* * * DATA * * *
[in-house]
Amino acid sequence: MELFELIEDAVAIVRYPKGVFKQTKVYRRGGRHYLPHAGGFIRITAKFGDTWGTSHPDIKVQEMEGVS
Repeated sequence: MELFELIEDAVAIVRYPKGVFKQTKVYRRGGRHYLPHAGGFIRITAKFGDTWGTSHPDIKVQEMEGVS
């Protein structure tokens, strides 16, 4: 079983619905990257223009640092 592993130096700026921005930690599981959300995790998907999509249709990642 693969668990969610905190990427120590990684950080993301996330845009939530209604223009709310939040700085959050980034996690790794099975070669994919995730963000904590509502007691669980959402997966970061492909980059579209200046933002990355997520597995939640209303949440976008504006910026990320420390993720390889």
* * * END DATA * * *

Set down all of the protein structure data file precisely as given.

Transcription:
[in-house]
Amino acid sequence: MELFELIEDAVAIVRYPKGVFKQTKVYRRGGRHYLPHAGGFIRITAKFGDTWGTSHPDIKVQEMEGVS
Repeated sequence: MELFELIEDAVAIVRYPKGVFKQTKVYRRGGRHYLPHAGGFIRITAKFGDTWGTSHPDIKVQEMEGVS
């Protein structure tokens, strides 16, 4: 079983619905990257223009640092 592993130096700026921005930690599981959300995790998907999509249709990642 693969668990969610905190990427120590990684950080993301996330845009939530209604223009709310939040700085959050980034996690790794099975070669994919995730963000904590509502007691669980959402997966970061492909980059579209200046933002990355997520597995939640209303949440976008504006910026990320420390993720390889």